Combining ethical leadership, authentic leadership and transcendental leadership as described above, we synthesised principles of REI leadership relevant for a HE context (Table 1). The relevant competencies described by various leadership styles (on the right in the table) were summarised by the authors to coin a principle (1–4, on the left in the table). The synthesised REI leadership framework can be utilised to support development of relevant competencies among present and future REI leaders in HE institutions. These competencies can facilitate building a culture of integrity by considering people’s needs, developing the community, personal competencies, and encouraging an open culture.

Table 1 REI leadership principles and respective competencies

While there are effective strategies and learning theories to teach research ethics, there is limited knowledge about the learning process of ECRs, especially during REI training which in addition to research ethics focuses on developing leadership competencies. The aim of the current study is to understand how to support the learning process and development of REI leadership competencies in HE context. The following research question was formulated: How does learning and leadership competencies develop during scaffolded collaborative REI training?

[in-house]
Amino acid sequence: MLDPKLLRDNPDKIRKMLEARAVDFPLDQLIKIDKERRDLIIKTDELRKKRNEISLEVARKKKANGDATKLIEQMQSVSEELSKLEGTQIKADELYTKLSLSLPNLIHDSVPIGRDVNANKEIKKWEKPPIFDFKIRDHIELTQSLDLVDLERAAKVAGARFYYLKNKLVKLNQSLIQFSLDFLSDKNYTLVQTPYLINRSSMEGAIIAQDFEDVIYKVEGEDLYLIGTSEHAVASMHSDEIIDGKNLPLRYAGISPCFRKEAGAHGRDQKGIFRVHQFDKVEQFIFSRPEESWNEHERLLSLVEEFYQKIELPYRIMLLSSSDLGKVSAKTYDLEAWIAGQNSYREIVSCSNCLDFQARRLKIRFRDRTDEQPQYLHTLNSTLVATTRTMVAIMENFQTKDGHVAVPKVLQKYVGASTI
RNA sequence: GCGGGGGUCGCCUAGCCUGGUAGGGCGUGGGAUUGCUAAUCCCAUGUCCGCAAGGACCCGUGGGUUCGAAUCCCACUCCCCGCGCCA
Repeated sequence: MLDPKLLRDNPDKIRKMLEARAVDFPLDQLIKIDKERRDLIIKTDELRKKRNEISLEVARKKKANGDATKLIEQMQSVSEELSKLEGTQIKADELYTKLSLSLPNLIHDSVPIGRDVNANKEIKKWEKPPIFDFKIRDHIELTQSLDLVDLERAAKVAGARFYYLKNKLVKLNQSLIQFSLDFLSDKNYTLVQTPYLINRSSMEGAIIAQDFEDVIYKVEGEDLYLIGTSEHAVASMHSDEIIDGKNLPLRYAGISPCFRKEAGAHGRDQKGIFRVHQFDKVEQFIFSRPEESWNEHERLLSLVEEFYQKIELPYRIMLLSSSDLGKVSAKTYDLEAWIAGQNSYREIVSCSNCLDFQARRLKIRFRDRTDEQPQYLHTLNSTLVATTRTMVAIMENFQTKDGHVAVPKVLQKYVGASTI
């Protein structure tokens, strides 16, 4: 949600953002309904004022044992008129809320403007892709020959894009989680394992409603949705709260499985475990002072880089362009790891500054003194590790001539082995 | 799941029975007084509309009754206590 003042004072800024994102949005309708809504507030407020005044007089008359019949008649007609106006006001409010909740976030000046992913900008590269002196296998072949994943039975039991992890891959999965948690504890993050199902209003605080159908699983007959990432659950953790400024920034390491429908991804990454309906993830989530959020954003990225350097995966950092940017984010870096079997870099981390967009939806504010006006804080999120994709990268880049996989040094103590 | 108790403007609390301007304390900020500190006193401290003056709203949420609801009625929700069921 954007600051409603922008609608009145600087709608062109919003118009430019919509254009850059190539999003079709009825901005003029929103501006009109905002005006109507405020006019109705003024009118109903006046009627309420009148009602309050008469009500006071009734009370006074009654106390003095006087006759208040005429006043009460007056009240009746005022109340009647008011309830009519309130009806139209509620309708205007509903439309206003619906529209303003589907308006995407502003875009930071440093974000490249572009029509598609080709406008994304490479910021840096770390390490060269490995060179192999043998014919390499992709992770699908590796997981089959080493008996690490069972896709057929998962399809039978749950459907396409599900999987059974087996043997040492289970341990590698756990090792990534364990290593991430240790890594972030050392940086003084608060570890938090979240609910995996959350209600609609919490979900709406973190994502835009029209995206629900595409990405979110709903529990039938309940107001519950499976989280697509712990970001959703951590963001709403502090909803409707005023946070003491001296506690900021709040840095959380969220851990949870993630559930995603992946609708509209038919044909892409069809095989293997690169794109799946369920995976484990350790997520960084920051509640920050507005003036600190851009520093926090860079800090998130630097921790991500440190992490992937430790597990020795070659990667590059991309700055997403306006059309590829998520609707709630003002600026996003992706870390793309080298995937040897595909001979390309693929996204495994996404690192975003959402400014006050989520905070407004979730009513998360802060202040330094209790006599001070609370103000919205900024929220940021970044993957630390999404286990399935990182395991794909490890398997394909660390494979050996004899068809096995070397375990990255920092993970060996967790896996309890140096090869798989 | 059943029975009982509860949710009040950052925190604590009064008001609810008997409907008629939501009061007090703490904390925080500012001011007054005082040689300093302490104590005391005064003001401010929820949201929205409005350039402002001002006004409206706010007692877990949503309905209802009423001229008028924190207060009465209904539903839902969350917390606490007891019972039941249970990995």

Rights and permissions

Open Access This article is licensed under a Creative Commons Attribution 4.0 International License, which permits use, sharing, adaptation, distribution and reproduction in any medium or format, as long as you give appropriate credit to the original author(s) and the source, provide a link to the Creative Commons licence, and indicate if changes were made. The images or other third party material in this article are included in the article’s Creative Commons licence, unless indicated otherwise in a credit line to the material. If material is not included in the article’s Creative Commons licence and your intended use is not permitted by statutory regulation or exceeds the permitted use, you will need to obtain permission directly from the copyright holder. To view a copy of this licence, visit The Creative Commons Public Domain Dedication waiver ( applies to the data made available in this article, unless otherwise stated in a credit line to the data.


This article is autogenerated using RSS feeds and has not been created or edited by OA JF.

Click here for Source link (